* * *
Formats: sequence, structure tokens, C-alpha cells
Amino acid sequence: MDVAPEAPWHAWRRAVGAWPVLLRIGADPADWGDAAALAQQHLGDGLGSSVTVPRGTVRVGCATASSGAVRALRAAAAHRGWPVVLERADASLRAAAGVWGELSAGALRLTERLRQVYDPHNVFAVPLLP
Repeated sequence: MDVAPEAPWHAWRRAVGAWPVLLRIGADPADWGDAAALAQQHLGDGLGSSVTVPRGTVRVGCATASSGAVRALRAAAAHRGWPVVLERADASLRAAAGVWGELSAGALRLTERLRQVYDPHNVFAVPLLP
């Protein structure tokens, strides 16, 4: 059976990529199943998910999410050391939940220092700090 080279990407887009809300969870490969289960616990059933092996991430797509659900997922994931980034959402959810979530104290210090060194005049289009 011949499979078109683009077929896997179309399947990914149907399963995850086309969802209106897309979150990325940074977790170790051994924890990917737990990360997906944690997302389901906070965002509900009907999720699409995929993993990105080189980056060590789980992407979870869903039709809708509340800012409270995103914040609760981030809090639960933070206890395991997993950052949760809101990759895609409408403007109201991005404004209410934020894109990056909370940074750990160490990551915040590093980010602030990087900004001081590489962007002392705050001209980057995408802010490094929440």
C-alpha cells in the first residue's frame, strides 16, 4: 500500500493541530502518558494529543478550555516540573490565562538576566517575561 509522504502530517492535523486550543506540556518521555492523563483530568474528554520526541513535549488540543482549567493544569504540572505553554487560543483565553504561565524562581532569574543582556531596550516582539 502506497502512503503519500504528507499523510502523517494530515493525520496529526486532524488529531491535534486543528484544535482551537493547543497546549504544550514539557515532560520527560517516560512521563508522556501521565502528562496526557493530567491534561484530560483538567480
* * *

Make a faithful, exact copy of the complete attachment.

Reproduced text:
Formats: sequence, structure tokens, C-alpha cells
Amino acid sequence: MDVAPEAPWHAWRRAVGAWPVLLRIGADPADWGDAAALAQQHLGDGLGSSVTVPRGTVRVGCATASSGAVRALRAAAAHRGWPVVLERADASLRAAAGVWGELSAGALRLTERLRQVYDPHNVFAVPLLP
Repeated sequence: MDVAPEAPWHAWRRAVGAWPVLLRIGADPADWGDAAALAQQHLGDGLGSSVTVPRGTVRVGCATASSGAVRALRAAAAHRGWPVVLERADASLRAAAGVWGELSAGALRLTERLRQVYDPHNVFAVPLLP
């Protein structure tokens, strides 16, 4: 059976990529199943998910999410050391939940220092700090 080279990407887009809300969870490969289960616990059933092996991430797509659900997922994931980034959402959810979530104290210090060194005049289009 011949499979078109683009077929896997179309399947990914149907399963995850086309969802209106897309979150990325940074977790170790051994924890990917737990990360997906944690997302389901906070965002509900009907999720699409995929993993990105080189980056060590789980992407979870869903039709809708509340800012409270995103914040609760981030809090639960933070206890395991997993950052949760809101990759895609409408403007109201991005404004209410934020894109990056909370940074750990160490990551915040590093980010602030990087900004001081590489962007002392705050001209980057995408802010490094929440």
C-alpha cells in the first residue's frame, strides 16, 4: 500500500493541530502518558494529543478550555516540573490565562538576566517575561 509522504502530517492535523486550543506540556518521555492523563483530568474528554520526541513535549488540543482549567493544569504540572505553554487560543483565553504561565524562581532569574543582556531596550516582539 502506497502512503503519500504528507499523510502523517494530515493525520496529526486532524488529531491535534486543528484544535482551537493547543497546549504544550514539557515532560520527560517516560512521563508522556501521565502528562496526557493530567491534561484530560483538567480